The iPad is a great tool for pilots of all skill levels, from airline captains to student pilots. Student pilots can take advantage of all these benefits and use the iPad to save time and money during flight training with great apps available from the app store. Here are our top ten favorites.
In aviation, change comes slowly from the FAA and sometimes more slowly from its users. The Lifted Index Analysis / K-Index Analysis chart was a useful product in its day. It has essentially become a relic of history but this twice a day product of historical data has been replaced with faster and easier to interpret products. Find out more here.
One of the more difficult aspects of pilot training is starting back after a lengthy break. If you have ever had to take two...
Power-on stalls, often referred to as departure stalls, are practiced to simulate a scenario that could occur shortly after takeoff, where the airplane is at an excessively high angle of attack with the engine at the maximum power setting. You'll learn how to look for the early warning signs, as well as how to execute the proper recovery procedure.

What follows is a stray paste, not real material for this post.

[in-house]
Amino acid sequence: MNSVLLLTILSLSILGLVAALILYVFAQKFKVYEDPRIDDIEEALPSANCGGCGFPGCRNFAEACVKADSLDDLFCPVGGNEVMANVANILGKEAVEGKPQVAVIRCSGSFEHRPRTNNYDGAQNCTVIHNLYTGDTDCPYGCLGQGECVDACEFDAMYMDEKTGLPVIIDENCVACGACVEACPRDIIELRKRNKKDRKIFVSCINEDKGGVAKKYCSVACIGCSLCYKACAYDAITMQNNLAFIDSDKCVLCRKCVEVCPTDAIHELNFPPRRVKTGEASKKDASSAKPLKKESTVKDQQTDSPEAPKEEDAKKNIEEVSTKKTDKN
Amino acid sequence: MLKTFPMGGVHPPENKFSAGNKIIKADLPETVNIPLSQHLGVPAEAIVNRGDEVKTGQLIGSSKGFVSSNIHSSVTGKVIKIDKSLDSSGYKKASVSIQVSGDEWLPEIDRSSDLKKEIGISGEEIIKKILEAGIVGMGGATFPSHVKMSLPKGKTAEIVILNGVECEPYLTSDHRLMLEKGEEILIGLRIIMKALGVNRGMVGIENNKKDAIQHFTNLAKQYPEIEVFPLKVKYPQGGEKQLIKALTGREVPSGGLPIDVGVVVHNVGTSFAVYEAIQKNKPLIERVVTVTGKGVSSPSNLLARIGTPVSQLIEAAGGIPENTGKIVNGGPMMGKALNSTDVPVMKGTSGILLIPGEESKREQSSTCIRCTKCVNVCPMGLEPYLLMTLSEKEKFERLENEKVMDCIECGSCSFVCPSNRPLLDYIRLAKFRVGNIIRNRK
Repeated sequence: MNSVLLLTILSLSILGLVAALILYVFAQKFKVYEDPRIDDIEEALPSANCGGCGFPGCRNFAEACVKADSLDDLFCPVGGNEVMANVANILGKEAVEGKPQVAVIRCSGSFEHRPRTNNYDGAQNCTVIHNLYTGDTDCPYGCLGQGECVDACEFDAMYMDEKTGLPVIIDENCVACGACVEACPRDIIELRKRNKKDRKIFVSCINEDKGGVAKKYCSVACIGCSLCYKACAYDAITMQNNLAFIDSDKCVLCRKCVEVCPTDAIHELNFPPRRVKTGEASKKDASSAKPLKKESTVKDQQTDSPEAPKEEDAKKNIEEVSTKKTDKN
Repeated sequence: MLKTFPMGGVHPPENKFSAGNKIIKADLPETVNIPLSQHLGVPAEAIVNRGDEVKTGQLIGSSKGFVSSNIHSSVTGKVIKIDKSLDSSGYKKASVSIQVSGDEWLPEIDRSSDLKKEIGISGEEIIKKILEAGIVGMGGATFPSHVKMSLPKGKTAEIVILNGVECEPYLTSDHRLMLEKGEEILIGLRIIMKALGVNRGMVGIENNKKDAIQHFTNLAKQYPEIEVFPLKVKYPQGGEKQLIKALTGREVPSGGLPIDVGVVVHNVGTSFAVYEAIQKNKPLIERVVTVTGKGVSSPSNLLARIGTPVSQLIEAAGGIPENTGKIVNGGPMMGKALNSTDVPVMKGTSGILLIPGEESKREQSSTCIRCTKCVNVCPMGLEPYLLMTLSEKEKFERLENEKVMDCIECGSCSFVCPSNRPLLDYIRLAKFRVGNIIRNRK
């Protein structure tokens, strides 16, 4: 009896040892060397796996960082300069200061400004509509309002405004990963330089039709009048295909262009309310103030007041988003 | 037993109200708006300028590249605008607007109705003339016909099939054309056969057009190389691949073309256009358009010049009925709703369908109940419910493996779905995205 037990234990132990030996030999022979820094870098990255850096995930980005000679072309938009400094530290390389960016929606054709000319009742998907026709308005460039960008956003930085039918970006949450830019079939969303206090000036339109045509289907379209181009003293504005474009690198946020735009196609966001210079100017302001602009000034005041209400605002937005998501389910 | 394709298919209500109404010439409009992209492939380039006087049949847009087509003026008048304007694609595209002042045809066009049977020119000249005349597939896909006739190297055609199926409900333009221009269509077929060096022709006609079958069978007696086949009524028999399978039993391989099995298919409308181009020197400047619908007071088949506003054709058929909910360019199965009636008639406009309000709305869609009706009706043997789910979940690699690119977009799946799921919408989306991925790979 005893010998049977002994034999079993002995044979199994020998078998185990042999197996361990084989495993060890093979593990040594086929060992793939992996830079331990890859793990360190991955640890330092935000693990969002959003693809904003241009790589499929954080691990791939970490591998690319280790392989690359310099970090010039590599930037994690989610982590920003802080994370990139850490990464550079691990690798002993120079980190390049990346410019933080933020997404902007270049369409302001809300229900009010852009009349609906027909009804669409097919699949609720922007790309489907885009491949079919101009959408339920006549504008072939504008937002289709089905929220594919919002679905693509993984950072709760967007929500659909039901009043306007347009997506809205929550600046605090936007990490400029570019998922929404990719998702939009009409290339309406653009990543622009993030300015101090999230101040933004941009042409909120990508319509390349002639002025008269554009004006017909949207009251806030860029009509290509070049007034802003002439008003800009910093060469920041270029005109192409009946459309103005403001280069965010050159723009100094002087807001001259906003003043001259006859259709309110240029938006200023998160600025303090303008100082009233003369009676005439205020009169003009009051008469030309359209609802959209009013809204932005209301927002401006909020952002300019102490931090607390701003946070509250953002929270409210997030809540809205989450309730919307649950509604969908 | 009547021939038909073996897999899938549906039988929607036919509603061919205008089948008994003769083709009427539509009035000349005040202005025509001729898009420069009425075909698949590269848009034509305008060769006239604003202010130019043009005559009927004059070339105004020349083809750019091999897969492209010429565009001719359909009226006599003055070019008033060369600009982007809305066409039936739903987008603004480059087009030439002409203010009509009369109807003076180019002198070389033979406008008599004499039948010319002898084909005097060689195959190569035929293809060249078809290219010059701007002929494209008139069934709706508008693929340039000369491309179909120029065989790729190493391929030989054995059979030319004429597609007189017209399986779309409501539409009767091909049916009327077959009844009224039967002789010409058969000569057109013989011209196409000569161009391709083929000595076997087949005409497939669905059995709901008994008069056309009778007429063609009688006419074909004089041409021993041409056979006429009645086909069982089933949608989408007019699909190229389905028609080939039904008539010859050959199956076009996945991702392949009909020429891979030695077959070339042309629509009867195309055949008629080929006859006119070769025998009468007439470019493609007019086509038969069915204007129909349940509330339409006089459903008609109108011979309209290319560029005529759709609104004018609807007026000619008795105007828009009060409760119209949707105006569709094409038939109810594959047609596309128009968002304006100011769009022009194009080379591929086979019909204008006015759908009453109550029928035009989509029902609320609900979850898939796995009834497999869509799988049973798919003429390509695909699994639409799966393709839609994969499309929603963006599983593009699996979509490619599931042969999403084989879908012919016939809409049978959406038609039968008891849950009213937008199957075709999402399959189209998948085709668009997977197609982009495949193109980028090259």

Thunderstorms and clusters of thunderstorms often intensify and weaken constantly over their lifecycle, and the threats they pose can rapidly evolve over time. Even with the volatility and uncertainty surrounding convection, products like the Extended Convective Forecast Product are helpful for determining how thunderstorms may impact your flight.
Welcome to our latest video series - Ask A Sporty's CFI. We'll be talking to the 25 flight instructors we have on staff at Sporty's to get their tips for safer and smoother flying. First up is Bret Koebbe, an ATP and CFII, who shares his tips for making consistently smooth landings. How do you know if you're on glide path? How do you choose an aiming point? Bret has answers.
I've never liked the pre-flight inspection. It's like the salad course before a steak dinner--sure, it's good for you, but all it does is prevent you from getting to the good stuff. But if I could give some advice, it would be short and sweet: "Get over it."
The soft-field takeoff technique will be required when departing from runway surfaces made of grass or dirt and will allow you to keep as much weight off the nose wheel as possible during the takeoff roll.
Earlier this week, I was talking to a few students from my Fundamentals of Instructing class about a presentation that they have to do...
During your preflight briefing, you observe that the air is clear and there are no storms in sight – does this mean you're in store for a smooth, enjoyable flight? Possibly, but you should also consider another weather factor that can have a big impact on the comfort of the flight on VFR days: turbulence. This week's tip takes a look at ways to avoid rough air and find a smoother ride on your next flight.